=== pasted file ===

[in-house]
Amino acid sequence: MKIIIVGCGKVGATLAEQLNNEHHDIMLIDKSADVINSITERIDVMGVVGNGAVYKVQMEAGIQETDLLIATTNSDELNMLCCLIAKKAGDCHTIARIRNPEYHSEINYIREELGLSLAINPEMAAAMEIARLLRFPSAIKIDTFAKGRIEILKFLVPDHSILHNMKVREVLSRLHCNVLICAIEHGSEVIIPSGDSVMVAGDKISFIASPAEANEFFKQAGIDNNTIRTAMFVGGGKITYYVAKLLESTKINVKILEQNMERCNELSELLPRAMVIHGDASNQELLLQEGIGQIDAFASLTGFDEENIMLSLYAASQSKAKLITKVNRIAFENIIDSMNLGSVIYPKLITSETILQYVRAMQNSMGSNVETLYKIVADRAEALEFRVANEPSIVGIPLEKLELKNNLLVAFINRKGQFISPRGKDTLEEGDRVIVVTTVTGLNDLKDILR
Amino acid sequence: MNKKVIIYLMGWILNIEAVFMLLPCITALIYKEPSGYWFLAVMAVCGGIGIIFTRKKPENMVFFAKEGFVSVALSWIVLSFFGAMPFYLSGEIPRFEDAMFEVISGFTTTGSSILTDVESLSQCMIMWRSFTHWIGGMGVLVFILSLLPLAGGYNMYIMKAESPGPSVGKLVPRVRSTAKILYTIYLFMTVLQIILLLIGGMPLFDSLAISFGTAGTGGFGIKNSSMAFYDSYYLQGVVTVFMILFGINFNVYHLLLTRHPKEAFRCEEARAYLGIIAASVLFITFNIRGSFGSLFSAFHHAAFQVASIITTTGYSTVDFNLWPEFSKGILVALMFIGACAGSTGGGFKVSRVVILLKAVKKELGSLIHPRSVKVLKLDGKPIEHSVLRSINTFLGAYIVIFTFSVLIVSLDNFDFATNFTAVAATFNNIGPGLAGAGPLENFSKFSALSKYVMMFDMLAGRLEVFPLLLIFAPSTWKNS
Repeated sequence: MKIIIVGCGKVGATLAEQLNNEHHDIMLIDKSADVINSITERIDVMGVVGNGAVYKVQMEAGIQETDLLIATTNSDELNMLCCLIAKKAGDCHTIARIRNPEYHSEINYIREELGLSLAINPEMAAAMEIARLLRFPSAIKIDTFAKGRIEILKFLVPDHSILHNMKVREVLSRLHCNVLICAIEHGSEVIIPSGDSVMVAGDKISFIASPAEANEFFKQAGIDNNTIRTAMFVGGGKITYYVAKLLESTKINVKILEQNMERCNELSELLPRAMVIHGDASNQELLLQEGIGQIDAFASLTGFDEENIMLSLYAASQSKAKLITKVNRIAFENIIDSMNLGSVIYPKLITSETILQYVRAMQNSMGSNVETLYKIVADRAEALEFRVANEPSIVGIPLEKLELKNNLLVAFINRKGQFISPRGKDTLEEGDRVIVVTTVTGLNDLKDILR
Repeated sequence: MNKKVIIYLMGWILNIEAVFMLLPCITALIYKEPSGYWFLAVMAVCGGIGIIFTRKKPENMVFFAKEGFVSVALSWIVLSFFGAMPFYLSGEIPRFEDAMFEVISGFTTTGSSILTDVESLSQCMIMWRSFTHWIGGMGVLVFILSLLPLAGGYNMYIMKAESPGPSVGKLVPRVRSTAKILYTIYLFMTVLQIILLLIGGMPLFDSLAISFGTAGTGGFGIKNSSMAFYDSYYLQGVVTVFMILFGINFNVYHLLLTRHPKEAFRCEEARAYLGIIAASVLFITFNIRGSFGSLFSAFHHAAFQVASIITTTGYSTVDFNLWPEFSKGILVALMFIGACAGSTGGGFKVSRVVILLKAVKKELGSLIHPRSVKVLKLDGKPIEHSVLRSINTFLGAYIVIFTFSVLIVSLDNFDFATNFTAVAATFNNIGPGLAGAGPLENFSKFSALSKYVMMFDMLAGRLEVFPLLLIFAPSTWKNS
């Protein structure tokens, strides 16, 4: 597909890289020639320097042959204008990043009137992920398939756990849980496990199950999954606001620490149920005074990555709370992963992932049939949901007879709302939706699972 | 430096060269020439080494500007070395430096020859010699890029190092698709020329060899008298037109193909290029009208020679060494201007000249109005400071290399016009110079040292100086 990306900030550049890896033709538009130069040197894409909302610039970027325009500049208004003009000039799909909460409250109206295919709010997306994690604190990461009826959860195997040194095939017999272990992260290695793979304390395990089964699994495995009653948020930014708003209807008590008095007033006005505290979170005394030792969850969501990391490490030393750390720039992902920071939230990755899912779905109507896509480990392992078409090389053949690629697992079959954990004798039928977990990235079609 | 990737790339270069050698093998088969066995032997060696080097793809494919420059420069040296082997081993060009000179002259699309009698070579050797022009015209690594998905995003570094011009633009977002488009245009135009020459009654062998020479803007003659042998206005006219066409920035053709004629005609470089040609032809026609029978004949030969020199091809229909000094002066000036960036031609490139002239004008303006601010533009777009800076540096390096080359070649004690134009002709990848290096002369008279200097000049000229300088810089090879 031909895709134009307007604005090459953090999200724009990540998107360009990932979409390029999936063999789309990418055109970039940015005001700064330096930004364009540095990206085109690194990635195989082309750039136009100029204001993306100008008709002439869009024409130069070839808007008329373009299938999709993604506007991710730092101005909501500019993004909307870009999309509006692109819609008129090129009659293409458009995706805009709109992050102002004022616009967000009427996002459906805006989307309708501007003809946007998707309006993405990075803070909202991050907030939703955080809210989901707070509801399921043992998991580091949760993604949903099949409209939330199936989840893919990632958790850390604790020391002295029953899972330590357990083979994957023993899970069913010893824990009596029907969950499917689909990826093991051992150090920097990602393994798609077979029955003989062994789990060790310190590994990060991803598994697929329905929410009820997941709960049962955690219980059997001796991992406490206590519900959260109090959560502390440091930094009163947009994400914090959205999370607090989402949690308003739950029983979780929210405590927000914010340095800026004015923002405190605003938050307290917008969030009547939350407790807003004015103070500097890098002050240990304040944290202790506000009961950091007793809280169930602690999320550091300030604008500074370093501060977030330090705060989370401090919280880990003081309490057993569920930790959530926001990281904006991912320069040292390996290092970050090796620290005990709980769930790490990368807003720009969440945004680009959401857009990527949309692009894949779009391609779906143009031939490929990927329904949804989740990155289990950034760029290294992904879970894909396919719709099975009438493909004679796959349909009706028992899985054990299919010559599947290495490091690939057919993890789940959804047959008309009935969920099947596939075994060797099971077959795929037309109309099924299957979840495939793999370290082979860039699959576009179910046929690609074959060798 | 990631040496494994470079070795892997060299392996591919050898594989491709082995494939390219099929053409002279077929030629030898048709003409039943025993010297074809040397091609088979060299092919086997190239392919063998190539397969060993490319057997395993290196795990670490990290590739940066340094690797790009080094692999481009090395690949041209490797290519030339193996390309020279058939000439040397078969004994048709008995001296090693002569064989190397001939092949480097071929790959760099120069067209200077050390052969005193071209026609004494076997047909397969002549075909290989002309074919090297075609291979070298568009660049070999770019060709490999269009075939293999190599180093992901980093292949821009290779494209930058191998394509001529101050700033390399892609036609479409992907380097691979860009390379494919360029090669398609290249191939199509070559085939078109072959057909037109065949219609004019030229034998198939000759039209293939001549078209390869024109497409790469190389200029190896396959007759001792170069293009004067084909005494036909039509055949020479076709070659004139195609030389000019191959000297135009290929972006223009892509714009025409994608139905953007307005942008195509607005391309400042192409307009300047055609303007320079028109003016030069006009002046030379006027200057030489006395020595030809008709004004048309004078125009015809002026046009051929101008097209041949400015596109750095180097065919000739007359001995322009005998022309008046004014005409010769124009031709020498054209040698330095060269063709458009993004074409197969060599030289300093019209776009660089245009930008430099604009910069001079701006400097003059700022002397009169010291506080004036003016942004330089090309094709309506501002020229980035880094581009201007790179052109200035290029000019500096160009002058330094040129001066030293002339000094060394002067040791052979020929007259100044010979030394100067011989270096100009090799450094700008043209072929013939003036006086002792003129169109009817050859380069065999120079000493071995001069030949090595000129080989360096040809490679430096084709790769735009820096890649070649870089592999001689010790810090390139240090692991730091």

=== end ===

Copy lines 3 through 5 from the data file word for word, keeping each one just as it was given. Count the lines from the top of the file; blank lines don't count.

Amino acid sequence: MNKKVIIYLMGWILNIEAVFMLLPCITALIYKEPSGYWFLAVMAVCGGIGIIFTRKKPENMVFFAKEGFVSVALSWIVLSFFGAMPFYLSGEIPRFEDAMFEVISGFTTTGSSILTDVESLSQCMIMWRSFTHWIGGMGVLVFILSLLPLAGGYNMYIMKAESPGPSVGKLVPRVRSTAKILYTIYLFMTVLQIILLLIGGMPLFDSLAISFGTAGTGGFGIKNSSMAFYDSYYLQGVVTVFMILFGINFNVYHLLLTRHPKEAFRCEEARAYLGIIAASVLFITFNIRGSFGSLFSAFHHAAFQVASIITTTGYSTVDFNLWPEFSKGILVALMFIGACAGSTGGGFKVSRVVILLKAVKKELGSLIHPRSVKVLKLDGKPIEHSVLRSINTFLGAYIVIFTFSVLIVSLDNFDFATNFTAVAATFNNIGPGLAGAGPLENFSKFSALSKYVMMFDMLAGRLEVFPLLLIFAPSTWKNS
Repeated sequence: MKIIIVGCGKVGATLAEQLNNEHHDIMLIDKSADVINSITERIDVMGVVGNGAVYKVQMEAGIQETDLLIATTNSDELNMLCCLIAKKAGDCHTIARIRNPEYHSEINYIREELGLSLAINPEMAAAMEIARLLRFPSAIKIDTFAKGRIEILKFLVPDHSILHNMKVREVLSRLHCNVLICAIEHGSEVIIPSGDSVMVAGDKISFIASPAEANEFFKQAGIDNNTIRTAMFVGGGKITYYVAKLLESTKINVKILEQNMERCNELSELLPRAMVIHGDASNQELLLQEGIGQIDAFASLTGFDEENIMLSLYAASQSKAKLITKVNRIAFENIIDSMNLGSVIYPKLITSETILQYVRAMQNSMGSNVETLYKIVADRAEALEFRVANEPSIVGIPLEKLELKNNLLVAFINRKGQFISPRGKDTLEEGDRVIVVTTVTGLNDLKDILR
Repeated sequence: MNKKVIIYLMGWILNIEAVFMLLPCITALIYKEPSGYWFLAVMAVCGGIGIIFTRKKPENMVFFAKEGFVSVALSWIVLSFFGAMPFYLSGEIPRFEDAMFEVISGFTTTGSSILTDVESLSQCMIMWRSFTHWIGGMGVLVFILSLLPLAGGYNMYIMKAESPGPSVGKLVPRVRSTAKILYTIYLFMTVLQIILLLIGGMPLFDSLAISFGTAGTGGFGIKNSSMAFYDSYYLQGVVTVFMILFGINFNVYHLLLTRHPKEAFRCEEARAYLGIIAASVLFITFNIRGSFGSLFSAFHHAAFQVASIITTTGYSTVDFNLWPEFSKGILVALMFIGACAGSTGGGFKVSRVVILLKAVKKELGSLIHPRSVKVLKLDGKPIEHSVLRSINTFLGAYIVIFTFSVLIVSLDNFDFATNFTAVAATFNNIGPGLAGAGPLENFSKFSALSKYVMMFDMLAGRLEVFPLLLIFAPSTWKNS